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Times-Union: Will New York’s school health centers survive Medicaid change?

November 1, 2017

ALBANY — The number of New York public schools with on-site health centers has nearly doubled in the past two decades, with data showing benefits to both student health and academics.

But a looming change in the way these centers are reimbursed for Medicaid patients could cause them to scale back services or close altogether, officials warned Tuesday at a news conference in the Legislative Office Building.

State legislators and health and education leaders called on the governor to sign legislation that would halt the change, by granting school-based health centers a permanent “carve-out,” or exemption, from the state’s Medicaid Managed Care program.

“Forcing school-based health centers into Medicaid managed care plans will wreck a model that works,” said Assembly Health Chair Richard Gottfried, who co-sponsored the legislation with Sen. James Seward.

The centers have received a carve-out for years on the grounds that shifting to managed care plans is too great an administrative burden. The exemption is set to expire on July 1, 2018.

Under the current system, school-based health centers are paid directly by the state Medicaid program for each service provided. Starting in July, however, they will be required to negotiate the terms and conditions for reimbursement with the students’ health plans directly. That could put 252 centers, including three centers in Albany, two in Schenectady, two in Middleburgh and one in Lake Luzerne, serving more than 200,000 children around the state at risk of reduced payments and increased administrative costs, advocates say.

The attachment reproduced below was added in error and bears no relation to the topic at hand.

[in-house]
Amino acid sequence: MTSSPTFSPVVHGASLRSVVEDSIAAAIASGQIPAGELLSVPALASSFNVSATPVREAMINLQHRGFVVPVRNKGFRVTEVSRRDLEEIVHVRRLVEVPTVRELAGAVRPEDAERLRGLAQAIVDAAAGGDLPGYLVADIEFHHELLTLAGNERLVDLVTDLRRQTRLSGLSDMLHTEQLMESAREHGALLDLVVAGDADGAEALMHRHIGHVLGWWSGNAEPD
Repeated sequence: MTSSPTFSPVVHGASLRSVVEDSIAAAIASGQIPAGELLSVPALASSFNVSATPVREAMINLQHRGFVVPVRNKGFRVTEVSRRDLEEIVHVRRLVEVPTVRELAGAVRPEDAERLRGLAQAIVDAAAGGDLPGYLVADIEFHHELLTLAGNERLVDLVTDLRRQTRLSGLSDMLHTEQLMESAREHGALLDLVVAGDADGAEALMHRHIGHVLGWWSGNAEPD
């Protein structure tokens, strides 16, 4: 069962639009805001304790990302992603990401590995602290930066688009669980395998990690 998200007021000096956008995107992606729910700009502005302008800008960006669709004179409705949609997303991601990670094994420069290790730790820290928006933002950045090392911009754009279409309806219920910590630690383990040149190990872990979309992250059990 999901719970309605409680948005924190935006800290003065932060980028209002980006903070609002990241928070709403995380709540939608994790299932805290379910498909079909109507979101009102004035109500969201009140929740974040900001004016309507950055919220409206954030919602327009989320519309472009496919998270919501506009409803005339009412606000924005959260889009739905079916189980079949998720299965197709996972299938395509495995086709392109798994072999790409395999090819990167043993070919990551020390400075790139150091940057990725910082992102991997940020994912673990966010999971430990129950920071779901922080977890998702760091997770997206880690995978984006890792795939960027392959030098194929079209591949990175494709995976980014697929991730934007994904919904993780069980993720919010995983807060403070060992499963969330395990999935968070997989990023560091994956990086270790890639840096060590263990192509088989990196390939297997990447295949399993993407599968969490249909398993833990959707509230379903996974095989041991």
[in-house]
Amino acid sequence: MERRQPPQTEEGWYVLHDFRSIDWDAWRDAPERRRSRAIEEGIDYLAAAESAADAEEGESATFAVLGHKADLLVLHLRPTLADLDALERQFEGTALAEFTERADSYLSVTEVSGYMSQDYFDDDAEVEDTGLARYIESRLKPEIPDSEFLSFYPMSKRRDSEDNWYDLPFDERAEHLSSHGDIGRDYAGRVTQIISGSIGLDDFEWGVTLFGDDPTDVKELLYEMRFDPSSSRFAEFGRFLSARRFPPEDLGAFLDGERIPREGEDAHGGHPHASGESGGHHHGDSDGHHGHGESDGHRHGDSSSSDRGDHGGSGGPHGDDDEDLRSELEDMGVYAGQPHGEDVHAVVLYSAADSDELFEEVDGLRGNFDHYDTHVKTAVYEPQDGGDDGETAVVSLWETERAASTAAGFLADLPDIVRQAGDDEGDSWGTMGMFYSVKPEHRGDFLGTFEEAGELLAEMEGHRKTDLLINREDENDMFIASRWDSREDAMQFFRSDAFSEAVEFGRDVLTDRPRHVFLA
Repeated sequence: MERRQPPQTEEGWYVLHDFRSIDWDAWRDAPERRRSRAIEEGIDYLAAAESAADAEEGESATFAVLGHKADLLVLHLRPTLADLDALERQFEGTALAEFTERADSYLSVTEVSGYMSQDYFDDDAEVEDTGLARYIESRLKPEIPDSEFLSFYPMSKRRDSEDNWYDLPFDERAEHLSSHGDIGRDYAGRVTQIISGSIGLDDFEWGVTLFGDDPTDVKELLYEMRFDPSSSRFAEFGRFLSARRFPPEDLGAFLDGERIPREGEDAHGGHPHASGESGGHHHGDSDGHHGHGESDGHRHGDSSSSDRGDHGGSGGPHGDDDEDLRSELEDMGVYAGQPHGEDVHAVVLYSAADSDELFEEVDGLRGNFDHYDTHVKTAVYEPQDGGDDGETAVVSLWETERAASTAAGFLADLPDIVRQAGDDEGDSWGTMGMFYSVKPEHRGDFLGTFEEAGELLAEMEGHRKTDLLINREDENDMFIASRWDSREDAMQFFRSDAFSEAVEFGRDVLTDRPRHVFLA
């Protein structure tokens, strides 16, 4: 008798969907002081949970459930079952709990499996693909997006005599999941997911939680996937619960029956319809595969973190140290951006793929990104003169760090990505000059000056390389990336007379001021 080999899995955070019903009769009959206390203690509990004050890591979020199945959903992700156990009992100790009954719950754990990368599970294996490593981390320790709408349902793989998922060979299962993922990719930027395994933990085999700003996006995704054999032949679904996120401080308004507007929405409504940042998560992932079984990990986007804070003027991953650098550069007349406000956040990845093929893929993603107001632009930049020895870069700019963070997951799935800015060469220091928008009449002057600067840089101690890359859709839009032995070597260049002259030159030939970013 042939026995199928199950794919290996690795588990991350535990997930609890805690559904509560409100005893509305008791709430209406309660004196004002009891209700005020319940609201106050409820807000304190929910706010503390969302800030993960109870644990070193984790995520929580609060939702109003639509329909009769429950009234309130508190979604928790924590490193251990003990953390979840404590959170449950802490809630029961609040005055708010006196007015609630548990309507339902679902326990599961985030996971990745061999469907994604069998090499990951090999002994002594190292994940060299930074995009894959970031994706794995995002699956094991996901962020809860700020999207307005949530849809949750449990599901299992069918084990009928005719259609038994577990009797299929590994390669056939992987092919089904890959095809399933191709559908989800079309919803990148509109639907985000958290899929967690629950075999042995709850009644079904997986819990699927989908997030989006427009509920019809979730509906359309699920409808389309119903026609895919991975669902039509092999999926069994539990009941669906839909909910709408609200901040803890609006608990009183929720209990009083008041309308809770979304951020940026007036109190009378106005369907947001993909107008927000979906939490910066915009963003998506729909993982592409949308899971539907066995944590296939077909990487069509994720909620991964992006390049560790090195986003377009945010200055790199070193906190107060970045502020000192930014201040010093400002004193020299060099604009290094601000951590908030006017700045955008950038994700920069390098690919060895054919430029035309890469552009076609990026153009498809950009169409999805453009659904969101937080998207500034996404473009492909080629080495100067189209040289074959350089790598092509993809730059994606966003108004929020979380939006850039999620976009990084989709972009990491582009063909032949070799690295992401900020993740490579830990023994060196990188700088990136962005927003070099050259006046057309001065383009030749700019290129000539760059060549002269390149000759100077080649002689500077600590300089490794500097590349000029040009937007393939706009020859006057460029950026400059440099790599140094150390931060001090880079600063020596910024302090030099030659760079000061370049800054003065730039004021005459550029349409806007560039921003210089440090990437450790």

“If it ain’t broke, we probably don’t need to fix it,”said David Shippee, president and CEO of Whitney M. Young Jr. Health Services, which oversees centers at Giffen Memorial Elementary School, Philip Schuyler Achievement Academy and Sheridan Preparatory Academy in Albany.

The centers differ from an average school nurse’s office in that they provide a wide range of services from flu shots, annual physicals and immunizations to dentistry, mental health counseling and chronic illness management, and they are typically run by hospitals or medical practices.

They’ve become increasingly popular as a method of boosting school attendance. Students who receive their health care right in school are less likely to miss school and show up late, and more likely to seek out help for mental health issues.

A study by Johns Hopkins University found reduced hospitalization and inappropriate emergency room use among regular users of school-based health centers. A study by Emory University found the centers were responsible for a reduction in Medicaid expenditures related to inpatient, drug and emergency department use.

The legislation to grant a permanent Medicaid managed care carve-out passed both the Senate and Assembly this June, and is awaiting a signature from the governor, whose office did not respond Tuesday to a request for comment.

It is supported by the New York School-Based Health Alliance, Greater New York Hospital Association, New York State United Teachers, the United Federation of Teachers and the New York State School Boards Association.